We tend to overlook it in daily life, but people are vastly different. Even in the exact same situations, each of us provide our own unique, subjective interpretation and respond differently based on differences in culture, background, and genes. This is especially true for the way we deal with challenges. Facing the same challenges, some people may respond with humor while others respond by controlling their emotions or by taking swift action. These unique predispositions to deal with things in one way or another define our very identity. They are our “Character Strengths”, our capacity to behave, think, and feel in certain ways that brings out the best in us.
In a previous post, I quoted the Merriam Webster Dictionary’s definition of the word “strength”, namely: “Having or marked by great physical power, having moral or intellectual power, or having great resources (as wealth or talent)”. Character Strengths are invaluable personal resources that give you tremendous power when you use them. Some of the common ones identified by extensive research carried at the VIA Institute include kindness, honesty, gratitude, zest, perseverance, and curiosity. Researchers also found that the utilization of one’s individual strengths has a contribution to well-being, while unused strengths are tied to a downward spiral in one’s emotional state. Simply put, being yourself and acting yourself is good for you.
Before I went on Ride of Your Life, I focused on “building strength” towards the Ride. At the time I was a novice rider preparing to a coast-to-coast ride, and felt underprepared and unqualified. I tried to imagine all the possible situations and challenges I could encounter, and the type of behaviors and mindsets I needed to adapt to address them. I did not realize that in doing so, I inadvertently found myself focusing on my weaknesses – on the things that I need to improve, and on the behaviors that do not come to me naturally. Then I went on the road and very quickly realized that I can allow myself to feel confident about my ability to deal with the road had in stock. Albeit not the strengths of a stereotypical tough biker, my creativity, perseverance, and sense of humor have kept me safe and out of trouble, and allowed me to experience things in a new and unexpected way. All I had to do was follow the cliché and be myself.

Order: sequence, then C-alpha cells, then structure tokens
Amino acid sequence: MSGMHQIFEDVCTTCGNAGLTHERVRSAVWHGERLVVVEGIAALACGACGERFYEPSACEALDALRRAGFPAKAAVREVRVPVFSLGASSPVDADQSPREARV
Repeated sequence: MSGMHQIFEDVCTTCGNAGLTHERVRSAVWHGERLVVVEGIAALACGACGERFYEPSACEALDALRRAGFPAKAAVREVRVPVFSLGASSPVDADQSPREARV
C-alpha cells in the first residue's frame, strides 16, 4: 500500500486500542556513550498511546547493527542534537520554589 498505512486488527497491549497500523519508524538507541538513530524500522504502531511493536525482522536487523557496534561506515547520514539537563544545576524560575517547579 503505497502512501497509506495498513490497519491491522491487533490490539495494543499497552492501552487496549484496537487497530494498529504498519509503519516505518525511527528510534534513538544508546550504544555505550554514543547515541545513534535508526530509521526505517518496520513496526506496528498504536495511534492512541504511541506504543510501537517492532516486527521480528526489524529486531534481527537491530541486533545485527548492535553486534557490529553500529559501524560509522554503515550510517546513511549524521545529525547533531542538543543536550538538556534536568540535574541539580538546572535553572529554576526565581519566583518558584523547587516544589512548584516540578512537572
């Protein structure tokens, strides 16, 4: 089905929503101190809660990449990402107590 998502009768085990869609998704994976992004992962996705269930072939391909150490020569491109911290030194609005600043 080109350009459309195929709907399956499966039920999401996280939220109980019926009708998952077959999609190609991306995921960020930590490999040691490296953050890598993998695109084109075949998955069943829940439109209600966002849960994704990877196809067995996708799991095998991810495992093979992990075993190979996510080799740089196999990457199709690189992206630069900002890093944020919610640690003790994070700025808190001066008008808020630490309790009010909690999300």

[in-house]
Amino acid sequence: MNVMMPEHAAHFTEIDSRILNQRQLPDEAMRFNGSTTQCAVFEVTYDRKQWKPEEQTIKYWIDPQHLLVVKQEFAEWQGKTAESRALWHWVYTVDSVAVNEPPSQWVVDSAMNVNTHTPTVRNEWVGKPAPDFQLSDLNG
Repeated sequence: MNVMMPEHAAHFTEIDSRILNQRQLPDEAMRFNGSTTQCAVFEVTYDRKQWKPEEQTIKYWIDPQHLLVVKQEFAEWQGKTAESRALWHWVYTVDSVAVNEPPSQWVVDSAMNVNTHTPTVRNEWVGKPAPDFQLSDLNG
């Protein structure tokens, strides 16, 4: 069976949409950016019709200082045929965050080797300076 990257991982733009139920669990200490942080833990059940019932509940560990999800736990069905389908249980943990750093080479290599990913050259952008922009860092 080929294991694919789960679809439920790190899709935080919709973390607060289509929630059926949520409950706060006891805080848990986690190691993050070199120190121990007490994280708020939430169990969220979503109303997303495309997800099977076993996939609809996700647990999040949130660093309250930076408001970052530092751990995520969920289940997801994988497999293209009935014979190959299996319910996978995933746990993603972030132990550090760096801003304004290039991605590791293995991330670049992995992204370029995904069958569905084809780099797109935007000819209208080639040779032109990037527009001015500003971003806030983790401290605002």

Perhaps more importantly, I quickly discovered that I sometimes need to use the strengths of others just as my strengths are needed by the people around me. Strength is a means of overcoming challenges. A person who is physically strong is capable of lifting heavy weights or enduring a long run. But the dictionary definition of the word “strength” (as well as the scientific research work) talks about strength as something individual. Different people have different strengths, different “mental muscles”, and as a result not all challenges are created equal. One’s major obstacle could only be a small speed bump for another. Different challenges call for different strengths. In some situations you have “the right tools for the right job” but in other situations, someone else does. One of the most important things I learned on the road is that knowing my strengths gives me an opportunity to be an everyday hero. All I have to do is identify situations where my fortes help others and are needed the most, and step in. The first step on this “heroic journey”, to be a hero for your children, spouse, friends, or coworkers, is simply to know who you are.